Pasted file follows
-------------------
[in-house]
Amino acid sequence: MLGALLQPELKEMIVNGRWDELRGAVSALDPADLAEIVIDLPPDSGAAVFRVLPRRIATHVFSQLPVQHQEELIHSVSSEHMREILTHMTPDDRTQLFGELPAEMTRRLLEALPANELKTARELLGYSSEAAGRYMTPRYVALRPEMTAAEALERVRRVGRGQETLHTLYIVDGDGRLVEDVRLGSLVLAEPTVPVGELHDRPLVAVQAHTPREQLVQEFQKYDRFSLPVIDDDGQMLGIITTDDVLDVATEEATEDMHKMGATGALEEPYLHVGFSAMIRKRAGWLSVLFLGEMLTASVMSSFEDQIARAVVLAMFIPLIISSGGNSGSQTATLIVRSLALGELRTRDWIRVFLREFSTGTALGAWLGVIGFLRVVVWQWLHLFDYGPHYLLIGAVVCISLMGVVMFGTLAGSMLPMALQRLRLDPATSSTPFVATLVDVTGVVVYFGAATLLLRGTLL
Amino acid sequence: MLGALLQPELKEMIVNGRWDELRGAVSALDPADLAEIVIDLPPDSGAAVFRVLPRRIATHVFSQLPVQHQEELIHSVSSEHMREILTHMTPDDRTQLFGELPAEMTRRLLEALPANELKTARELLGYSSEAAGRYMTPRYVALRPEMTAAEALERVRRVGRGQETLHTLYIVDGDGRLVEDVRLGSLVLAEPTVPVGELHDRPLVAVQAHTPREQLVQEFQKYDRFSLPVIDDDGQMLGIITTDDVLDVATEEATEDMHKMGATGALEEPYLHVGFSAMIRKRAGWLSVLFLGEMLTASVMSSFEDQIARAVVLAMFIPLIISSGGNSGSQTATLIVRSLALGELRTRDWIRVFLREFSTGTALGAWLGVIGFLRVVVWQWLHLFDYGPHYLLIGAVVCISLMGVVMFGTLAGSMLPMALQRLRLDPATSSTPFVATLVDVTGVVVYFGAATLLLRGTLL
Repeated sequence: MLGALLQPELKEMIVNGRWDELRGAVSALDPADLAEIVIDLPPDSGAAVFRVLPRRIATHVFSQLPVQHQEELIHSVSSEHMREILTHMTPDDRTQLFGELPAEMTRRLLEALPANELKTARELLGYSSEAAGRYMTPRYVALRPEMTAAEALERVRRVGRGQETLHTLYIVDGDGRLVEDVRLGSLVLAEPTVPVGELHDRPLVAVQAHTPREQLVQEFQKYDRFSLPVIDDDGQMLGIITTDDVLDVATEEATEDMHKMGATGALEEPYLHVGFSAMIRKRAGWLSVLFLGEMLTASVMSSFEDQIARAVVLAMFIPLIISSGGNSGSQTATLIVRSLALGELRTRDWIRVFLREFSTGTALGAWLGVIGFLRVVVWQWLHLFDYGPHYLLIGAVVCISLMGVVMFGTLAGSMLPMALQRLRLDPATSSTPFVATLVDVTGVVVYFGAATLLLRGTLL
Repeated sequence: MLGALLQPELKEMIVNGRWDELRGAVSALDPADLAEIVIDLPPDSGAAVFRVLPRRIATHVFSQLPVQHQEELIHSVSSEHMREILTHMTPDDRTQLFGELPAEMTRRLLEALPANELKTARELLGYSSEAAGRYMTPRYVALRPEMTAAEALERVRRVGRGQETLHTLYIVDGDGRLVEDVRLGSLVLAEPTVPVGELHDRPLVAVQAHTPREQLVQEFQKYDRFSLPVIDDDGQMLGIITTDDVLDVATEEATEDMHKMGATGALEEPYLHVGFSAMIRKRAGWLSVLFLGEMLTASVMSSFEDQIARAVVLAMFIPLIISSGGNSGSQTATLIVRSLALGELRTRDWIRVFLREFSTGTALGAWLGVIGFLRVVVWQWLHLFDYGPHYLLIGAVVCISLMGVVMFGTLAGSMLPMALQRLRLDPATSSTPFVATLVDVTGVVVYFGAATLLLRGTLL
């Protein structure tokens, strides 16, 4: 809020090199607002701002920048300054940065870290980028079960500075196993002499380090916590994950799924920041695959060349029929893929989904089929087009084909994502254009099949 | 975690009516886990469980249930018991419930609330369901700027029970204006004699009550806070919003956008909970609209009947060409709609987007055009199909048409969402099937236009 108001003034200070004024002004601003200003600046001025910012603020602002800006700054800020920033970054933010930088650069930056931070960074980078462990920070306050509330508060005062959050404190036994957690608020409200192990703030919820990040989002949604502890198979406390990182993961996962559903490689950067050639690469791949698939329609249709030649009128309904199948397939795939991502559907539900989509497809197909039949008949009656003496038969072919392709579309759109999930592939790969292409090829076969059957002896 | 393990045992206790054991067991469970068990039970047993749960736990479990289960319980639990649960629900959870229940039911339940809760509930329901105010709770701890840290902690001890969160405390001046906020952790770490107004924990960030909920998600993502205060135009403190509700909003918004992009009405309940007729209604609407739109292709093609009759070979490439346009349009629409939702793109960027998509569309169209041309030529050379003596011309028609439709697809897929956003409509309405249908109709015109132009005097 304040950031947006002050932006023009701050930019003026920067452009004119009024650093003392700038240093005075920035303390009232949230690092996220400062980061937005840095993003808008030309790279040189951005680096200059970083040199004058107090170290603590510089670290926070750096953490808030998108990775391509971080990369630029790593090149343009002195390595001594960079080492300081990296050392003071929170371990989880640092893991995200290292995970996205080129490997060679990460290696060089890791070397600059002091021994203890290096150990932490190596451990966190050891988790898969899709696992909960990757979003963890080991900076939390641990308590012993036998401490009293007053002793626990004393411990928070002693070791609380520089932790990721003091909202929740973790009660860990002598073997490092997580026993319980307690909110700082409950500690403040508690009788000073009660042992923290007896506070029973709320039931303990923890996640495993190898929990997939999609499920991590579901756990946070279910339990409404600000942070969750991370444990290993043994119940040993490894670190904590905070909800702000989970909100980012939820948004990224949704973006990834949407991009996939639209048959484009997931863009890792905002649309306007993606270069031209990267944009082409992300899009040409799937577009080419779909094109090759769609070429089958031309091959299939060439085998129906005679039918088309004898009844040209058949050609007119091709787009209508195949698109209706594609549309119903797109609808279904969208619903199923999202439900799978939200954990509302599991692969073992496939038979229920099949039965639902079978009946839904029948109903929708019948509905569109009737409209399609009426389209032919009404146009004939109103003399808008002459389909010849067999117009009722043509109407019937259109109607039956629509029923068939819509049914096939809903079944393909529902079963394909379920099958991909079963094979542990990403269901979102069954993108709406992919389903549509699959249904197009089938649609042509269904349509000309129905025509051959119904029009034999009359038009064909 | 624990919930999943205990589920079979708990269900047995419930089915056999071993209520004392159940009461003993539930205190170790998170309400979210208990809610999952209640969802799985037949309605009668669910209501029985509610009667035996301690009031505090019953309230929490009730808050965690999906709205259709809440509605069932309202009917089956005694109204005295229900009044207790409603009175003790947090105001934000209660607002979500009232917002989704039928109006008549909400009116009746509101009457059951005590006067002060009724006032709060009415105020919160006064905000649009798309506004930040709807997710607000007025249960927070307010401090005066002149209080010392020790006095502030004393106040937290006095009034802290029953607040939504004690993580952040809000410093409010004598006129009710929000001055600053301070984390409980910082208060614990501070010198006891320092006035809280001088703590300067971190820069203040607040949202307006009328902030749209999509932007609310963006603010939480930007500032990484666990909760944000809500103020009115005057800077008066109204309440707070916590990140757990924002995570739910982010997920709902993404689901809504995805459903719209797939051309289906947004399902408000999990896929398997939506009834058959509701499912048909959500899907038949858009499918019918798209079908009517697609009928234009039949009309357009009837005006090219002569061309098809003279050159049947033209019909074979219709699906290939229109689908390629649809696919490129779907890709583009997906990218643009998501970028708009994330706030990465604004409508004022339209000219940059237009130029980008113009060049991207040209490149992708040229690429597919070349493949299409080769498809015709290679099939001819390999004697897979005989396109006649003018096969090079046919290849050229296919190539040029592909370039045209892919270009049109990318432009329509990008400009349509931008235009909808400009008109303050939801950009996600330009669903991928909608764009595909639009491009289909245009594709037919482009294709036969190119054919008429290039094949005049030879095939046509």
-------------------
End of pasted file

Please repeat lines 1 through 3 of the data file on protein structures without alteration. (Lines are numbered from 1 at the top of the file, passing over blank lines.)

[in-house]
Amino acid sequence: MLGALLQPELKEMIVNGRWDELRGAVSALDPADLAEIVIDLPPDSGAAVFRVLPRRIATHVFSQLPVQHQEELIHSVSSEHMREILTHMTPDDRTQLFGELPAEMTRRLLEALPANELKTARELLGYSSEAAGRYMTPRYVALRPEMTAAEALERVRRVGRGQETLHTLYIVDGDGRLVEDVRLGSLVLAEPTVPVGELHDRPLVAVQAHTPREQLVQEFQKYDRFSLPVIDDDGQMLGIITTDDVLDVATEEATEDMHKMGATGALEEPYLHVGFSAMIRKRAGWLSVLFLGEMLTASVMSSFEDQIARAVVLAMFIPLIISSGGNSGSQTATLIVRSLALGELRTRDWIRVFLREFSTGTALGAWLGVIGFLRVVVWQWLHLFDYGPHYLLIGAVVCISLMGVVMFGTLAGSMLPMALQRLRLDPATSSTPFVATLVDVTGVVVYFGAATLLLRGTLL
Amino acid sequence: MLGALLQPELKEMIVNGRWDELRGAVSALDPADLAEIVIDLPPDSGAAVFRVLPRRIATHVFSQLPVQHQEELIHSVSSEHMREILTHMTPDDRTQLFGELPAEMTRRLLEALPANELKTARELLGYSSEAAGRYMTPRYVALRPEMTAAEALERVRRVGRGQETLHTLYIVDGDGRLVEDVRLGSLVLAEPTVPVGELHDRPLVAVQAHTPREQLVQEFQKYDRFSLPVIDDDGQMLGIITTDDVLDVATEEATEDMHKMGATGALEEPYLHVGFSAMIRKRAGWLSVLFLGEMLTASVMSSFEDQIARAVVLAMFIPLIISSGGNSGSQTATLIVRSLALGELRTRDWIRVFLREFSTGTALGAWLGVIGFLRVVVWQWLHLFDYGPHYLLIGAVVCISLMGVVMFGTLAGSMLPMALQRLRLDPATSSTPFVATLVDVTGVVVYFGAATLLLRGTLL